What Is Dragging Iron Ore Prices Down?

What Is Dragging Iron Ore Prices Down?

Iron ore prices sank, with benchmark CME Iron ore 62% Fe futures (TIOc1) trading lower from the level of $86.76 (closing of 6th March 2019) to the present level of around $85.15 and SGX Iron ore trading flat around $70.79.

The prices plunged in the presence of high China domestic steel inventory and high Iron ore inventory at Chinese ports. The domestic steel inventory rose by 3.64% to 18.62 million tonnes (for the week ended 1st March 2019), and Iron ore Inventory at Chinese port surged by 1.68% to 135.81 million tonnes (for the week ended 8th March 2019). As of week, ended 8th March, iron stocks rose across 35 Chinese ports and grew by 2.24 million as compared to the previous week to end at 135.81 million tonnes.

The building of the iron ore inventory was mainly due to the high arrivals in the north and east ports of China and less delivery from the ports on account of high domestic steel inventory for the previous week ended 1st March.

 As per the Shanghai Metal Market (SMM) data, daily average deliveries of iron ore from the ports decreased by 271,000Mt (for the week ended 8th March) and noted at 2.42 million, as Tangshan and Wuan provinces extended controls on sintering. The Wuan provinces also required 14 mills to close 60% of blast furnace capacity.

The restrictions on transportation also exerted pressure on iron ore prices, as Beijing restricted the supply from Jingtang and Caofeidian port as it banned the transportation from both the ports from 7th March. In the absence of raw material demand and rising domestic steel inventories, mills were cautious about procuring more iron ore for the steel production, which impacted on the rising iron ore prices.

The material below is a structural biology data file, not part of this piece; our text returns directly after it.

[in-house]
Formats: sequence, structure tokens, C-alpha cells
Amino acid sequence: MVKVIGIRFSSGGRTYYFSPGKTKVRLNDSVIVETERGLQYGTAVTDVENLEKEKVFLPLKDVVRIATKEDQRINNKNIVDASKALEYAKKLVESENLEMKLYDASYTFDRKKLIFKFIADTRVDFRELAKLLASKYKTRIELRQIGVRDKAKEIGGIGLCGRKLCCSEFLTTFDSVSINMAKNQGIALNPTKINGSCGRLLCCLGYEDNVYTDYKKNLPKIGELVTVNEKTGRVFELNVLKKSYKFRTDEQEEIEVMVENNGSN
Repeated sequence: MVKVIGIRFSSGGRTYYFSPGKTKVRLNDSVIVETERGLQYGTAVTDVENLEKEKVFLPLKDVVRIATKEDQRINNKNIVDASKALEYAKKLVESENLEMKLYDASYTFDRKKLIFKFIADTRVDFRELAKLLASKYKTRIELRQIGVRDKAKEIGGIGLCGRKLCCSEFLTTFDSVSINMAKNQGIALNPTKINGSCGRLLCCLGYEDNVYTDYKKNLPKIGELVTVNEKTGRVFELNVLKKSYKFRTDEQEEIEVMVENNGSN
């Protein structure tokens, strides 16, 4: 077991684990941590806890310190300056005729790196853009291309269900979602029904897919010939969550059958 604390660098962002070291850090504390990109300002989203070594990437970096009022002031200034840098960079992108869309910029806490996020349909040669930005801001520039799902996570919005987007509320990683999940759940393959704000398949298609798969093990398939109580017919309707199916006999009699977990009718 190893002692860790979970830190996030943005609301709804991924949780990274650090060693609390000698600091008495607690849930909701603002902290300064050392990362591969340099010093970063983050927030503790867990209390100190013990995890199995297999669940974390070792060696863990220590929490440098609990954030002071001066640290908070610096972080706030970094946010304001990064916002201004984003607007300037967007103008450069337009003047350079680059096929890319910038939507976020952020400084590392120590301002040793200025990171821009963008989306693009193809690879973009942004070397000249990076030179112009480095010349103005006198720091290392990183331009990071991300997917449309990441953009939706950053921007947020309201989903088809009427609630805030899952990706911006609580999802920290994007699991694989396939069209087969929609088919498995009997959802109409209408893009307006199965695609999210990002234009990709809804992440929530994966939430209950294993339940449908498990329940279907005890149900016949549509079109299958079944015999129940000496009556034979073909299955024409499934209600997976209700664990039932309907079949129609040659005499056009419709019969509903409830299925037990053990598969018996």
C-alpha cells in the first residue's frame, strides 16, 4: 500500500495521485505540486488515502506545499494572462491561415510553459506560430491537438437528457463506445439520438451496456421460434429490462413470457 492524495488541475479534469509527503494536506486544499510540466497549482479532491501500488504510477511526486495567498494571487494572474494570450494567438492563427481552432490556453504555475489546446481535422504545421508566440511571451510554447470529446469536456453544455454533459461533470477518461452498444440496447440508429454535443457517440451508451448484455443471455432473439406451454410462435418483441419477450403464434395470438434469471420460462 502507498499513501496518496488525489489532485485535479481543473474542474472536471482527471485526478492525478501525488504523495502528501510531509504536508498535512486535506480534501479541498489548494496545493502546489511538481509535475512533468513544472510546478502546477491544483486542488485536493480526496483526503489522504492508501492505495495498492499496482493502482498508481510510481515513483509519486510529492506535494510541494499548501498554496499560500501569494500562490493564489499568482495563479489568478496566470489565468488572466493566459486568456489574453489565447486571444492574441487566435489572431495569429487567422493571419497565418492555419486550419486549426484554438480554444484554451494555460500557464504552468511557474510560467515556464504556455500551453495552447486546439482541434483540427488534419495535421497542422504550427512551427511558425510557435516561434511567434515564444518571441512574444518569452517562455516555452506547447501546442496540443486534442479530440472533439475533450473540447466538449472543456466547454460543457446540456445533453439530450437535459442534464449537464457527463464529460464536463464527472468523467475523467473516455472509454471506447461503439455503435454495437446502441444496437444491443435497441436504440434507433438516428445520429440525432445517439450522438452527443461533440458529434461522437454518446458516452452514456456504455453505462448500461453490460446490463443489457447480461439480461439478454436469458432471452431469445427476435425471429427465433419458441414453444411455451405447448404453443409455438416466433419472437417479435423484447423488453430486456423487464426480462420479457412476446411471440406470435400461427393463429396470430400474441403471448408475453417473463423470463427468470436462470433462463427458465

The domestic steel output is rising despite the Chinese government action to curb environmental pollution, which marked the closure of a few mills in various provinces across China.  The government may further extend the closure to stay in line with the Euro 6 emission standards, which in turn is building the fear among mill operators to procure iron ore and raising the output of steel.

However, the increased measure by the Chinese government to curb the pollution level is likely to support the prices of high-grade iron ore. The 65% Fe fines Qingdao Port (IOPI65) is hovering flat around 726 RMB/mt.

The high-grade iron ore, which can be provided by major iron ore miners like Vales, BHP, Rio Tinto is relatively stable. In the absence of Vale’s iron ore, rivals like Rio Tinto and BHP can position themselves to take advantage of the price movement. In the recent announcement by Rio Tinto (ASX: RIO), the company uplifted its mineral resource estimates of Pilbara Iron ore deposit.

The global steel demand is also facing a halt over no visible outcome from U.S-China trade talks and investors will be eyeing on the development over the status quo in the U.S-China trade talks to reckon the overall economic outlook further and gauge the direction of steel demand and its impact on iron ore prices.


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